Another thing I'll do is when I spar against people not my level, I'll work on specific strategies that I know I'm weak's OK for me to take the hit, cuz I know they aren't going to hurt me anyway.

            Lastly, you may want to consider hooking up with people who do styles other than Kyokushin, and just get together and "play". Nearby clubs, and/or universities can be great for this, and you'll get a chance to meet other people who are serious minded like you. Good luck :)


              Spar and then spar some more its the only way. Once the you start learning more from your sparring your superior technique and conditioning will complement.


                While Patfromlogan gave you an excellent response, I would add a couple minor things. I personally am a junky for watching video of Kyokushin fights (especially world tournament fights) over and over again. I first watch one fighter and how he uses his techniques, then I watch the fight again and watch how the other fighter deals with those techniques. I then get someone to spar with me, starting out slowly, and first work on throwing the technique against another fighter. Then we speed it up a bit and I work on watching for openings and timing the technique.

                A big part of sparring ability is experience, but watching highly skilled people fight always helps me refine my technique and improve my fighting. If you want to kick people in the head, get some footage of Francisco Filho. Inside of the thigh low roundhouse, watch Hajime Kazumi.

                Ippon sparring (halted sparring with an uke repeating a technique over and over) in the dojo can help you to learn a technique, but to actually use it in a fight, you must practice it on a fully mobile and retaliating opponent. For example, you can spend a lot of time and teach a white belt a nearly perfect looking low roundhouse kick, but they will almost never hit their opponent with it because they don't know how to set it up, use proper timing, and look for openings.
                Deluxe247 tells it like it is:

                you ninja fags just got owned in a bad way. this thread should go to the classics and mega thread forum due to the sheer size of taebo_master and gajusceaser's penis. (with which they just smacked across these ninja's faces)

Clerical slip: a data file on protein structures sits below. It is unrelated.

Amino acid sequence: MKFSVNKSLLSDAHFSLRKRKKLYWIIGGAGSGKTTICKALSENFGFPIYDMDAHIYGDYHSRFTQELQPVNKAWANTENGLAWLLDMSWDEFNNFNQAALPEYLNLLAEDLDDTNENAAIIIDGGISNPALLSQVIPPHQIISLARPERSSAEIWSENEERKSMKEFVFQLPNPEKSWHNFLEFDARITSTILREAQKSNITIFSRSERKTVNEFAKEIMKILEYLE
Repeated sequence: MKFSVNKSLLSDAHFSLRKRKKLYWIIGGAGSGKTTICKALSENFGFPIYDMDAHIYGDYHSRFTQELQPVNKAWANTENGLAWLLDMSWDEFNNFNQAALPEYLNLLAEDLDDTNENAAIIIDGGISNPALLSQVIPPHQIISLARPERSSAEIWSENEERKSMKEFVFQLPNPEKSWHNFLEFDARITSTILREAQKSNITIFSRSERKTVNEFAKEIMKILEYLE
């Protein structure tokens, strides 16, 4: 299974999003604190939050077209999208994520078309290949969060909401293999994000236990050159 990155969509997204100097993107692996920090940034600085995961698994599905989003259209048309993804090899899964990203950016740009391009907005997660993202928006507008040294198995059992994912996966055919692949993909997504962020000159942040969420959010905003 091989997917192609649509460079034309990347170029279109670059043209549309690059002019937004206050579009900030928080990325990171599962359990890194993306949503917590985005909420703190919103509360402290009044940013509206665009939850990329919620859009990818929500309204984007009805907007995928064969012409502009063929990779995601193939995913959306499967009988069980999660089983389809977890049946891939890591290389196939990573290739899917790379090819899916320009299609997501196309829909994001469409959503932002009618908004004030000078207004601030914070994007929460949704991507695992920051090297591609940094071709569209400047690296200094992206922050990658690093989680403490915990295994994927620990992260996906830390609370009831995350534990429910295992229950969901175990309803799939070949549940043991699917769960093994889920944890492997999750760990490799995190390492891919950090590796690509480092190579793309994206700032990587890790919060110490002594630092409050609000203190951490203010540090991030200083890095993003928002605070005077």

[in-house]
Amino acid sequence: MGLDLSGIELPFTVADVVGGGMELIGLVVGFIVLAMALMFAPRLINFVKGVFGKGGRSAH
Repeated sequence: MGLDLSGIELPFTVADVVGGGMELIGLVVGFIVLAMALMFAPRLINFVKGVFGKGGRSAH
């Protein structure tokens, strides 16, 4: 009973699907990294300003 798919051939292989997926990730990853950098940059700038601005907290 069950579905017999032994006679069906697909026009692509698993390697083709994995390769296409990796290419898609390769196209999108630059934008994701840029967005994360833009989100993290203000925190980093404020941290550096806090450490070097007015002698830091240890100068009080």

This Classic Thread - ber=14


                  It's been said and I can't stress this enough: more sparring, more sparring or you won't become better. Like GajusCaesar said, experience is the thing that all other tools in sparring base on. And you can't be experienced without more and more sparring.


                    Normally, I'd say I was grappling, but I was taking down and mounting people, and JFS has kindly informed us that takedowns and being mounted are neither grappling nor anti grappling, so I'm not sure what the fuck I was doing. Maybe schroedinger's sparring, where it's neither grappling nor anti-grappling until somoene observes it and collapses the waveform, and then I RNC a cat to death.----fatherdog


                      Exactly how long have you bee training for footclansoldier? If you've only been training a few months then don't sweat it. I only started to keep up with my instructors and senior students after a year or so
                      "The longer I live the more I see that I am never wrong about anything, and that all the pains that I have so humbly taken to verify my notions have only wasted my time."

                      -- George Bernard Shaw


                        To play the devil's advocate; there is a Kyu Shin Ryu dojo (Shoringi Kempo split off) here that has produced several tournament champions. They spar every three months, usually going one match with top black belt. The sensei teaches that sparring is serious and they go all out, when they do spar.

                        So how do they spar so well when they hardly do it? Training hard and training embus (two person kata). In Kyokushin white belts sparred sometimes the first night and we did a lot of hard sparring. These guys train to be explosive and powerful and it shows up when they fight. I've joined them for their sparring class and got my clock cleaned (last time 5-0 on points and limped for a week) but it was total fun taking on the 22 year old winner of the Utah Open. I did manage to back him up with side and roundhouse kicks for a while. Fucker was too fast to hit!

                        I personally feel that one of the benefits of sparring often is getting used to being in contact/combat and that is very important. For instance I was never taught lot of clinching skills but learned them from going one on one thousands of times, and a couple of times when in that position I've dropped guys on their backs (or heads) just because I've been dumped and have dumped others a zillion times and it has becomes second nature.
                        "Preparing mentally, the most important thing is, if you aren't doing it for the love of it, then don't do it." - Benny Urquidez



                        Edit this module to specify a template to display.